James Patterson’s latest book features Green Bay resident

On ‘The Morning Show,’ Patterson discusses ‘The Secret Lives of Booksellers and Librarians,’ book censorship, and the love of reading

James Patterson
Photo courtesy of James Patterson.

James Patterson has been called “America’s greatest storyteller.” His latest book, “The Secret Lives of Booksellers and Librarians,” pays tribute to book lovers, including one from Wisconsin.  

“If you thought you understood what librarians and booksellers do, you’re in for a big surprise because it’s not what you think it is,” Patterson recently told WPR’s “The Morning Show.” 

“Secret Lives” — which was published on April 8 — focuses on several booksellers and librarians across the United States and Canada. One of the booksellers that Patterson talks to is Holly Strong, an area manager for Barnes & Noble in Green Bay.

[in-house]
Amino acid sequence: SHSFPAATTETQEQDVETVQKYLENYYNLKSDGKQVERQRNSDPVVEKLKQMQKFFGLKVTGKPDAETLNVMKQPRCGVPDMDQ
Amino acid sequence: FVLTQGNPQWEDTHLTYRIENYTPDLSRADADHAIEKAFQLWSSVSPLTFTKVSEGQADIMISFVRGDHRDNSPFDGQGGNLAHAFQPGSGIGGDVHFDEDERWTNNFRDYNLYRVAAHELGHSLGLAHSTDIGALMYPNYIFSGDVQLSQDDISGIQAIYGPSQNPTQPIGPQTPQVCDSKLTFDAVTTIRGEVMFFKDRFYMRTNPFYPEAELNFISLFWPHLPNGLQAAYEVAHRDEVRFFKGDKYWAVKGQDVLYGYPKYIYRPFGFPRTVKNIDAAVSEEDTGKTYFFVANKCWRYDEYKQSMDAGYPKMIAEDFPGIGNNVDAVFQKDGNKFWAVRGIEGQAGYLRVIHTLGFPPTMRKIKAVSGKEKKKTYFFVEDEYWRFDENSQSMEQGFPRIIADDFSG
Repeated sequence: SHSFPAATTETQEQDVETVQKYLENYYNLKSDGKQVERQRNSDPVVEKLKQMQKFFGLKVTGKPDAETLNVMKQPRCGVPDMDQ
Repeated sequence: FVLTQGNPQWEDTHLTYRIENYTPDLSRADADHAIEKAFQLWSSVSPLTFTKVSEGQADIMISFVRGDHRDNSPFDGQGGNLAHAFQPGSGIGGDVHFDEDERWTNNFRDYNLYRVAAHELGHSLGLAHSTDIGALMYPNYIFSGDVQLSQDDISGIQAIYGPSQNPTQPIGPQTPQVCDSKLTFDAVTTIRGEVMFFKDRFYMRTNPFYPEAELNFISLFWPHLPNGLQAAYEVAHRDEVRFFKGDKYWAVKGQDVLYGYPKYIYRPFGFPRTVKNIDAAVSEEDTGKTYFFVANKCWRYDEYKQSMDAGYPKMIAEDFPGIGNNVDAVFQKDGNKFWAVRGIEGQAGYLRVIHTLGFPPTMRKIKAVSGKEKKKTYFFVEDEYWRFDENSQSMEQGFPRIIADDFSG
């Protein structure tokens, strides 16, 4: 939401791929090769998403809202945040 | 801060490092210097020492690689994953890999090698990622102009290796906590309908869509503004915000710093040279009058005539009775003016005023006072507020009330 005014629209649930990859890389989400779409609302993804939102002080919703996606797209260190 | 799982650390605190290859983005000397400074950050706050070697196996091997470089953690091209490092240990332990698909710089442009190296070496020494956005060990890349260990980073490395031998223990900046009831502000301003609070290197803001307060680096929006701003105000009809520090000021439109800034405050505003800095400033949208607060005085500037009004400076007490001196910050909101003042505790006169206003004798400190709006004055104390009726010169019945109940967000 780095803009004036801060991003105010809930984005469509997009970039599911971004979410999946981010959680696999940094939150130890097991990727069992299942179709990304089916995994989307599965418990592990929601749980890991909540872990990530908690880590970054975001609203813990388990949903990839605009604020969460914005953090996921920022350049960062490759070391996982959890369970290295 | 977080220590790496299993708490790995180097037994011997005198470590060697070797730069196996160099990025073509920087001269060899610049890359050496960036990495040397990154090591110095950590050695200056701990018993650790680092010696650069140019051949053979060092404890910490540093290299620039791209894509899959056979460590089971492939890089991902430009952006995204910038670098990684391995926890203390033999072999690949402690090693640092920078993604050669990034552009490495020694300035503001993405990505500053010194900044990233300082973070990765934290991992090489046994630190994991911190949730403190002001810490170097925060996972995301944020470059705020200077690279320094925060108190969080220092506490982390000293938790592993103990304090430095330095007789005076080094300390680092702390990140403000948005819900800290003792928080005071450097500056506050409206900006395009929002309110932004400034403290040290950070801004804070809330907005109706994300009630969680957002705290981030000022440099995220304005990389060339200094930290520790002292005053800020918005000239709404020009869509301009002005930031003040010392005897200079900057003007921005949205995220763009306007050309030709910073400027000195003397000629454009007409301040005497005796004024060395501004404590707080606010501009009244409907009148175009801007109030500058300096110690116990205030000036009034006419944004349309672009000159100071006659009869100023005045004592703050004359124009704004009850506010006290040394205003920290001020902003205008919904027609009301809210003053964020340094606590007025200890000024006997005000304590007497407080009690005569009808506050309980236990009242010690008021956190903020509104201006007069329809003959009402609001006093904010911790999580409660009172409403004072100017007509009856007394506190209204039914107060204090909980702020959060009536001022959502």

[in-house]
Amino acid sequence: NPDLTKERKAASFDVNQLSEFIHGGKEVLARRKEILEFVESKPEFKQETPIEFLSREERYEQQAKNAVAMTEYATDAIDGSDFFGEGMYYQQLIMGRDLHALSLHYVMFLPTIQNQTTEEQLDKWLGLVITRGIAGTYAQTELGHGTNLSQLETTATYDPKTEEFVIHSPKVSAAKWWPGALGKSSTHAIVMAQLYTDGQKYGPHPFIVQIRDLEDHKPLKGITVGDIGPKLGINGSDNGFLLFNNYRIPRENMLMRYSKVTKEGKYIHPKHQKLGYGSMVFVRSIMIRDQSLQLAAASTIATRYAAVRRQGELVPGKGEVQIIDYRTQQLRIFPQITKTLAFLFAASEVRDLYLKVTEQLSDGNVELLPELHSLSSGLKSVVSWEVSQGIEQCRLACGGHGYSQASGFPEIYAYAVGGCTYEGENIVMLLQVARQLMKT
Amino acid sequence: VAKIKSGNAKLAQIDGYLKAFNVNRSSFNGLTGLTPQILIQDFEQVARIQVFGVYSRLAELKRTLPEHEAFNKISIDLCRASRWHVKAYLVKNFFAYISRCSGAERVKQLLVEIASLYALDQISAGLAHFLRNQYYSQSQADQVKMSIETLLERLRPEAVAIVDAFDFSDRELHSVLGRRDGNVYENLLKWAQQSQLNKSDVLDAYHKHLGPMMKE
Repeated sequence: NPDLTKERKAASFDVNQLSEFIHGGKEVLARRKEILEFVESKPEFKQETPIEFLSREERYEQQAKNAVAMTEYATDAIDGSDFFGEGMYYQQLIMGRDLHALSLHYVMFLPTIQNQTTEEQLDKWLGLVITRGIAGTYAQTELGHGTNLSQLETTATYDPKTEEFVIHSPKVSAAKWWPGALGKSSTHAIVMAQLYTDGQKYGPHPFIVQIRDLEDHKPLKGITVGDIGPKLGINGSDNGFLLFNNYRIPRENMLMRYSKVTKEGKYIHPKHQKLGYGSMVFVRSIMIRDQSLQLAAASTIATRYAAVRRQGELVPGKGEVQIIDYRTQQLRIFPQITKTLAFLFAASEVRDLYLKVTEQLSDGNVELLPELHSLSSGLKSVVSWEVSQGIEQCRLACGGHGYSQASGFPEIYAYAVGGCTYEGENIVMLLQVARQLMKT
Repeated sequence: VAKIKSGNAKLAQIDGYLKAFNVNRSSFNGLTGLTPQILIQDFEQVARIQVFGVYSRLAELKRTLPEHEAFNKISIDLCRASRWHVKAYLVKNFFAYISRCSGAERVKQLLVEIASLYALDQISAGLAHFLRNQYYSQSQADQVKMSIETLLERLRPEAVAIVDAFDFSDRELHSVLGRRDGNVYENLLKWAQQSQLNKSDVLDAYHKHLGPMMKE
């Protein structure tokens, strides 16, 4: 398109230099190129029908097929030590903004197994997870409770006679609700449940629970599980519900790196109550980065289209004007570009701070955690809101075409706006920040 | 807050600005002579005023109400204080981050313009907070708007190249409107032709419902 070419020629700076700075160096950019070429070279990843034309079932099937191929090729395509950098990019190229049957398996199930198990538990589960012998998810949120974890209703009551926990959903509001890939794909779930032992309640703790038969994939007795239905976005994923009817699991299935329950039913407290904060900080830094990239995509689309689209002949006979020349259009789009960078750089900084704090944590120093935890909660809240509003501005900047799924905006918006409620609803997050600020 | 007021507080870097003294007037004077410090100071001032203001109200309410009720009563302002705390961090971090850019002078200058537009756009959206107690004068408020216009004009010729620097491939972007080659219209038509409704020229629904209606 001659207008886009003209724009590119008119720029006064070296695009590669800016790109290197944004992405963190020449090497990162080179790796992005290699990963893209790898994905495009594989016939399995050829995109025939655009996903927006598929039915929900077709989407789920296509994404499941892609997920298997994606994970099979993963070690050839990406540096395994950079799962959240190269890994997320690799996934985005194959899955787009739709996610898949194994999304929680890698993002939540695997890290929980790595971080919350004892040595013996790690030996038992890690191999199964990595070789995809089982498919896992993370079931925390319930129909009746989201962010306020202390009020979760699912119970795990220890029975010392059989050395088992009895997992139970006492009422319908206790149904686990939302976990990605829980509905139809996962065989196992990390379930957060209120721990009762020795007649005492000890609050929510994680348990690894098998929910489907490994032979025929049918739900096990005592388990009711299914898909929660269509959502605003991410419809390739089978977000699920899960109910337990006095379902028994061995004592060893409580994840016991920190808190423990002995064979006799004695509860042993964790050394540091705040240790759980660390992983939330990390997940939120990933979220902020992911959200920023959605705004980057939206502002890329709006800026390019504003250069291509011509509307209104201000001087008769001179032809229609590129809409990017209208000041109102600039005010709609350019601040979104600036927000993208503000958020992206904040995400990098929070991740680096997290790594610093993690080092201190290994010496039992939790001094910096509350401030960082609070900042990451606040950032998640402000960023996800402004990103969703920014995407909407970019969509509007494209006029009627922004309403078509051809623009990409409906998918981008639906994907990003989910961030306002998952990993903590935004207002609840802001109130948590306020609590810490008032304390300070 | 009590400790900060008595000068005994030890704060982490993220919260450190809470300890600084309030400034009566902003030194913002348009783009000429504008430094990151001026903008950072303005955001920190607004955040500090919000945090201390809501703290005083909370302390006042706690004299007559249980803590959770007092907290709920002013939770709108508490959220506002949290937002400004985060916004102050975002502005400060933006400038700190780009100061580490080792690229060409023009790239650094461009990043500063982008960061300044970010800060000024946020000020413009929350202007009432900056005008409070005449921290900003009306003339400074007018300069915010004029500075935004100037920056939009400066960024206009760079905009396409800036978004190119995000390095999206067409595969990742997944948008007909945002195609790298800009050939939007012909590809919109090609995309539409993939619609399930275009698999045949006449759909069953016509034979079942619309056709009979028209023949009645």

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Strong explains the superpower that books can have, especially with teenagers. 

“There’s a lot of ways reading can help with (finding common ground),” Strong is quoted saying in the book. “You’re going to be able to see other people’s experiences and if you don’t have anyone in your own life that is going through the same things … there’s always going to be a book that allows you to recognize, ‘I’m not alone.’” 

In addition to his new book, Patterson spoke with Kate Archer Kent on “The Morning Show” about supporting book stores, the problem with book banning, literacy rates and the love of reading. 

The following interview has been edited for brevity and clarity. 

Kate Archer Kent: You feature the Wisconsin bookseller Holly Strong as part of this collection. She is a Barnes & Noble area manager in Green Bay. 

James Patterson: There used to be the sort of battle between Barnes & Noble and Borders and indies (independent bookstores). And I think that’s beginning to go away a little bit. People are just going, “You know what, let’s just have people read books, it’s all good.”